Paving the Road to Hell

There’s an article in today’s Nashville City Paper about a middle school class’s effort to collect and recycle phone books.  Apparently, the school was started a few years ago as some sort of a “global awareness” magnet school.  I’m surprised Eric Crafton hasn’t tried to shut it down since I’m pretty sure the globe includes Mexico.

But anyway, the sweet little Gorephites quote the impact on the environment of collecting these books.  “The teachers have calculated that by recycling their phone books, the school has saved approximately 140 trees, 29,600 pounds of lumber and 192,000 gallons of water.”

I appreciate what they’re trying to do, but those resources would only really be saved if we didn’t reprint new phone books each year.  Phone books are already printed on recycled paper, so there’s not really any savings there.  And even recycled paper is usually 70% virgin fiber (no, it doesn’t come from ugly trees, Sarcastro) so the phone books which are stacked fifty high in front of every business in town by the three competing yellow pages providers are still going to necessitate the harvesting of more trees.

So here’s a novel idea that these kids could throw their weight behind instead of filling up there storage closets with mountains of books.  Since 95% of the white pages and 90% of the yellow pages don’t change at all from year to year and all of this information is instantly available and up-to-date on hundreds of web sites, why don’t we just not reprint the darn phone books every year?  Keep your old one for a few years and tell these companies you don’t need a new one.  Then maybe they’d stop printing so many and they wouldn’t need to waste any resources.

Am I the only one who’s ever thought of this?

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10 Responses to Paving the Road to Hell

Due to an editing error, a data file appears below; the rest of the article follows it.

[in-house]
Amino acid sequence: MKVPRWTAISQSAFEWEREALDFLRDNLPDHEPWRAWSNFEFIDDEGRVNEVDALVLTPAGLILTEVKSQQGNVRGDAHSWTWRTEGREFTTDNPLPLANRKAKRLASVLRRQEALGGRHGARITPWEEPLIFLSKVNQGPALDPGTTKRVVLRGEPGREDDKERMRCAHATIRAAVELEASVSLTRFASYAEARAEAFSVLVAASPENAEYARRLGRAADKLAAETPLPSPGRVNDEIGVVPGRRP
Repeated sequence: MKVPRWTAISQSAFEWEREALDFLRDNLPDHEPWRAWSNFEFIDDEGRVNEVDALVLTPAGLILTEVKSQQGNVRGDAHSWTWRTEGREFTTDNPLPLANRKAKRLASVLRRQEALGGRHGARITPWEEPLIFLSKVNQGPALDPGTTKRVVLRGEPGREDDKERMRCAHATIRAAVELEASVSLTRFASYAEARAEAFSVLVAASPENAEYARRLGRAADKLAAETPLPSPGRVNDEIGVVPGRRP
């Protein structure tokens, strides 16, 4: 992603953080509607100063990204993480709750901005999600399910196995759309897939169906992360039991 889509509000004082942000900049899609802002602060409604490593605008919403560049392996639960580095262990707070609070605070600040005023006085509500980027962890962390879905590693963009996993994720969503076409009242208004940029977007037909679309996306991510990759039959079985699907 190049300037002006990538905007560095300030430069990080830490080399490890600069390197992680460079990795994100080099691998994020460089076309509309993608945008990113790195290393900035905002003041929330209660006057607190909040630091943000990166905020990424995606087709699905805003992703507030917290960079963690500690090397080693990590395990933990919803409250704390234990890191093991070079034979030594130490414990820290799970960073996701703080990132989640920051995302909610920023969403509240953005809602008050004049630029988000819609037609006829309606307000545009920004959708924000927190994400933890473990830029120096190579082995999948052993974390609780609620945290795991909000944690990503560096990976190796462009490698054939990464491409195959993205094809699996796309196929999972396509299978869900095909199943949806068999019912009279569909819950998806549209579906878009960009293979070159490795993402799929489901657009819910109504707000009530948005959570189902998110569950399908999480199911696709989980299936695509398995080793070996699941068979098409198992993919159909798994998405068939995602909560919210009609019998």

1. Ivy says:

    ITA. I never use a phone book, I always use Google. I take my phone book for recycling immediately after I get one.

  2. bfrank says:

    Don’t you sell paper for a living? Seems that this post could get you kicked out of the fraternity. I completely agree with what you wrote. The way to make it happen is to convince advertisers that their budgets are better spent on other media, which would put a squeeze on the yellow books. The books would shrink and then hopefully disappear. I’ve seen a lot of yellow pages budgets reallocated lately and have yet to hear a story about negative fallout…except from the yellow pages sales reps.

  3. Lynnster says:

    I haven’t really thought about it enough to be aware of it, but I honestly don’t remember the last time I opened a phone book. Like Ivy, I pretty much head to Google (or 411.com) any time I’m looking for a number.

  4. “Am I the only one who’s ever thought of this?”

    No.

    I took out a Yellow Pages ad last year. It cost thousands of dollars. I got one job from it all year. The president of my ad agency agreed that it would be a good idea. I need to fire my stupid ad agency.

  5. Lynnster says:

    Well, OK, there is a good point. When I’m looking for some place to go eat or a few other services (plumbers, for instance) – that’s when I open up the Yellow Pages.

    The only thing is I hardly ever go out to eat anymore so I don’t use it because I don’t need to look. But when I did more often – yeah, that’s when I’d use the Yellow Pages.

  6. fishwreck says:

    What’s a phone book?

  7. newscoma says:

    You know a lot about paper.
    I didn’t know that about you.

  8. sistasmiff says:

    When they brought the new phonebooks a couple weeks ago and left them on the front porch, I immediately took them out to the trash.

  9. […] Within five years phone books will be no more. Mark my words. Spread It Around: These icons link to social bookmarking sites where readers can share and discover new web pages. […]

  10. Jackson says:

    The problem is that the people creating phone books don’t give a damn about people actually using them. They make their money from ad sales, and they sell ads based on the number pf books they thrust upon unwilling recipients.

    As a business owner I am doing my part and not advertising with them 😉

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